Shop Powermatic Tools
1) Submitted by Jon Cook, from Lake Placid, NY on 9/28/2011
This is a substantial bandsaw, that needs two people to initially place the two sections together, and again to align the motor. Lots of back and forth reading and installing to put it together but it works. I am very pleased with the quality of …
2) Submitted by B Cook from MA on 1/29/2009
I have the 719A without the tilting head and love it, though as with most tools (even expensive ones), it took a little fussing to tune it up. The table / fence was not totally square, so I had to shim the auxiliary fence and table. I wouoldn't …
3) Submitted by Howard Chandler, from Creve Coeur, MO on 10/16/2008
Materials arrived on 09/22/08 via USF Holland trucking. There were numerous boxes (extension table top, rails, Accu-Fence, Rout-R-Lift, etc) and everything was packed very well. Items arrived in excellent condition. Saw was attached (bolted) to a …
Powermatic traces its roots back to McMinnville, Tennessee, circa 1921, when Leonard F. Smith Sr. was trying to find a better way to smooth the rough-cut lumber he was in the business of selling. Rather than purchase an off-the-shelf planer, he resolved to build his own model in the workshop of his family farm. The machine sped up his lumber business so much that, soon after, he received an offer to buy the planer. The proceeds from that sale allowed Mr. Smith to build four more planers, which he quickly sold.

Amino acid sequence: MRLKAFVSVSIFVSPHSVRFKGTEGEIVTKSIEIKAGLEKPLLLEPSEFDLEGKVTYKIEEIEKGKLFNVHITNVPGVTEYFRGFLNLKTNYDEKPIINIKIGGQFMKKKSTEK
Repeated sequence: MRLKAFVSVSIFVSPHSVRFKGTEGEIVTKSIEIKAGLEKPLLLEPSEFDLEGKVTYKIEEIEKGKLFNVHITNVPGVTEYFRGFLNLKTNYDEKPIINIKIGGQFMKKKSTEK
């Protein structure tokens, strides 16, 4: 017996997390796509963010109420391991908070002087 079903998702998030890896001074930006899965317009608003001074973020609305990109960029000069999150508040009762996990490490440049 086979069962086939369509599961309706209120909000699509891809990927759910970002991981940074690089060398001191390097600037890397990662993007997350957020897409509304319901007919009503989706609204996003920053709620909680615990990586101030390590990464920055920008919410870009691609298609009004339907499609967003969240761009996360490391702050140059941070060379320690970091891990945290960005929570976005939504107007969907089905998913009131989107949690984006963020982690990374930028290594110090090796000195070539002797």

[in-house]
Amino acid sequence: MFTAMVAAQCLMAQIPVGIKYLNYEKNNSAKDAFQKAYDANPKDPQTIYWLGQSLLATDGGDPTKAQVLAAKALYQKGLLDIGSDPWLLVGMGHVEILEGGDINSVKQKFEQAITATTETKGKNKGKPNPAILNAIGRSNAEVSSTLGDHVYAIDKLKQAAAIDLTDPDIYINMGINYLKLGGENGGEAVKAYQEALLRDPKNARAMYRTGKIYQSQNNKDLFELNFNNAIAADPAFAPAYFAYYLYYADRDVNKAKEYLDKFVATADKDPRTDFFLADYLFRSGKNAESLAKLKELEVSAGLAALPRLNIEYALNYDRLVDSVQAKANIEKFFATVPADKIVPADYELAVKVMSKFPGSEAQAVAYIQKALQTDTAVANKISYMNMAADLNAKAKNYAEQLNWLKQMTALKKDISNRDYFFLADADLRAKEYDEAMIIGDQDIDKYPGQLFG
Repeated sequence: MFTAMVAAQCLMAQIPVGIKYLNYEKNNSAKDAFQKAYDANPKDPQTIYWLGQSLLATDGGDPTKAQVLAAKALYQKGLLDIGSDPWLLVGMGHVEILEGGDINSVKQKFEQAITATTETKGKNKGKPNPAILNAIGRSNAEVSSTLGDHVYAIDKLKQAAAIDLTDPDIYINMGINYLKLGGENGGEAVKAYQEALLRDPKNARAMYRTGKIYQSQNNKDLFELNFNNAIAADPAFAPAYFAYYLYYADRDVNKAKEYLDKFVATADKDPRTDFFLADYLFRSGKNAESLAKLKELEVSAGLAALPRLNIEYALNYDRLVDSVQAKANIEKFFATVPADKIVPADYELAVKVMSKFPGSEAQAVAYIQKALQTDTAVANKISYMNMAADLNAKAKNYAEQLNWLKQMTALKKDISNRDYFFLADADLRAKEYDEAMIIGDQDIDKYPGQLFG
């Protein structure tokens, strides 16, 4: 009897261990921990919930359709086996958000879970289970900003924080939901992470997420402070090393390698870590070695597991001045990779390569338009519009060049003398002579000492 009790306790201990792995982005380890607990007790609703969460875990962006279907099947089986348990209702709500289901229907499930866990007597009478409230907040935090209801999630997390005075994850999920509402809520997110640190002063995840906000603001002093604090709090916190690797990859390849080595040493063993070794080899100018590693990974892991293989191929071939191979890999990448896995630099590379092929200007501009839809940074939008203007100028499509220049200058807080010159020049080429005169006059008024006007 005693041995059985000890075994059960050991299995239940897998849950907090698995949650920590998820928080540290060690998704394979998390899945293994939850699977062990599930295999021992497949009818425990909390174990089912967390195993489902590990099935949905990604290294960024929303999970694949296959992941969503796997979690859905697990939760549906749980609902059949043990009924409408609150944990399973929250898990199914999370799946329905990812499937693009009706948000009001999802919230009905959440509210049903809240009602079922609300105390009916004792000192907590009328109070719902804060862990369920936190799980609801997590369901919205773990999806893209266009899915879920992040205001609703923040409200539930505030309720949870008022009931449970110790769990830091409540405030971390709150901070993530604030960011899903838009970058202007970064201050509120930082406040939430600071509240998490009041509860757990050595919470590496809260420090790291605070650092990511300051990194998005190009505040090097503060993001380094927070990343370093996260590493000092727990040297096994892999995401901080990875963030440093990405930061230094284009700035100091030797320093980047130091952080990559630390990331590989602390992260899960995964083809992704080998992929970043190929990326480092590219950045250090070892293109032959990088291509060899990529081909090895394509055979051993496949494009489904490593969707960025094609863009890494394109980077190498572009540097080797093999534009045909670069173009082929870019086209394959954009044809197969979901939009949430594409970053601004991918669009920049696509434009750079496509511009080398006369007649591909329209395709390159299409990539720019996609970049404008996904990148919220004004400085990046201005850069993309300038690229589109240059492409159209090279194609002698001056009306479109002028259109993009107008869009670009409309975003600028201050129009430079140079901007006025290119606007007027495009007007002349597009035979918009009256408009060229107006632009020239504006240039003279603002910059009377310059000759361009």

As word spread of the quality and efficiency of his machines, so did the sales, and eventually, Mr. Smith left the lumber business to launch a tool manufacturing company. In 1928, he dubbed the company “Powermatic,” and, spurred by strong sales, moved into an old blacksmith shop in town. He rolled out a series of innovative products, including a variety of sanders, drill presses and another new-comer to the industry: the tilting-arbor table saw.
By 1954, as demand for their tools had grown, the company had gone through a series of progressively larger factories. That same year, Mr. Smith’s sons purchased a plot of land on the outskirts of town and built a 38,000 square foot facility specifically tailored to Powermatic’s operations.
Four years later, the company built its very own 50,000 square-foot foundry, a step that ensured their ability to keep tight control on the quality and precision of their castings. In 1966, the Smith brothers sold the business, which continued to operate locally.
Today, Powermatic tools consistently receive top marks for impeccable engineering and high quality. The 400,000 square-foot facility in LaVergne, Tennessee is a testament to the enduring success of the company. Their product line has grown to include everything from planers and jointers, to table saws, band saws, and wide belt sanders, all of which boast the high standards that Powermatic has come to represent. When it comes to the workhorses of the woodworking shop, Powermatic keeps its promise to always go for the gold.